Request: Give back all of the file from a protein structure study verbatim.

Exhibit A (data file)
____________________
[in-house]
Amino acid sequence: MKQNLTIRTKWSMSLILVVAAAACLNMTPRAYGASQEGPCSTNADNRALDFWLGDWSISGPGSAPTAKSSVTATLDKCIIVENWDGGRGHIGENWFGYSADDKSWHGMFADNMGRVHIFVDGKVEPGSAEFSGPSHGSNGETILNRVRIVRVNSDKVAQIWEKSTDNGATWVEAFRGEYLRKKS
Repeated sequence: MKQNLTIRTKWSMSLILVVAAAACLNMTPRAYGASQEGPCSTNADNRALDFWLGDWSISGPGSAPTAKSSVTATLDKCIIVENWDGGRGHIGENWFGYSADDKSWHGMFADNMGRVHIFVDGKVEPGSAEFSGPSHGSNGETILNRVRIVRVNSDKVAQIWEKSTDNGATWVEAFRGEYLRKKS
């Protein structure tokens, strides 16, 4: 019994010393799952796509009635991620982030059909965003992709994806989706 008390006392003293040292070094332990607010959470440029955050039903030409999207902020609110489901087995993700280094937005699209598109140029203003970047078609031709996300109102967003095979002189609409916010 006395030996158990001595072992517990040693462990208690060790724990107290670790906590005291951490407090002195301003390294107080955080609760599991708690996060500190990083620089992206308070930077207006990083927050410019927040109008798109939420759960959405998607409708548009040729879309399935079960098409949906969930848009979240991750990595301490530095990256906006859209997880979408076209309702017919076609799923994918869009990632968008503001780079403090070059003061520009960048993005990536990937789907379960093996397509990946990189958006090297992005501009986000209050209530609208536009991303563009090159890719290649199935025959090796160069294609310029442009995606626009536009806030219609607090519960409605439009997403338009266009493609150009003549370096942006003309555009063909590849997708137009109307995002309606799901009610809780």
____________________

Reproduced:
[in-house]
Amino acid sequence: MKQNLTIRTKWSMSLILVVAAAACLNMTPRAYGASQEGPCSTNADNRALDFWLGDWSISGPGSAPTAKSSVTATLDKCIIVENWDGGRGHIGENWFGYSADDKSWHGMFADNMGRVHIFVDGKVEPGSAEFSGPSHGSNGETILNRVRIVRVNSDKVAQIWEKSTDNGATWVEAFRGEYLRKKS
Repeated sequence: MKQNLTIRTKWSMSLILVVAAAACLNMTPRAYGASQEGPCSTNADNRALDFWLGDWSISGPGSAPTAKSSVTATLDKCIIVENWDGGRGHIGENWFGYSADDKSWHGMFADNMGRVHIFVDGKVEPGSAEFSGPSHGSNGETILNRVRIVRVNSDKVAQIWEKSTDNGATWVEAFRGEYLRKKS
């Protein structure tokens, strides 16, 4: 019994010393799952796509009635991620982030059909965003992709994806989706 008390006392003293040292070094332990607010959470440029955050039903030409999207902020609110489901087995993700280094937005699209598109140029203003970047078609031709996300109102967003095979002189609409916010 006395030996158990001595072992517990040693462990208690060790724990107290670790906590005291951490407090002195301003390294107080955080609760599991708690996060500190990083620089992206308070930077207006990083927050410019927040109008798109939420759960959405998607409708548009040729879309399935079960098409949906969930848009979240991750990595301490530095990256906006859209997880979408076209309702017919076609799923994918869009990632968008503001780079403090070059003061520009960048993005990536990937789907379960093996397509990946990189958006090297992005501009986000209050209530609208536009991303563009090159890719290649199935025959090796160069294609310029442009995606626009536009806030219609607090519960409605439009997403338009266009493609150009003549370096942006003309555009063909590849997708137009109307995002309606799901009610809780």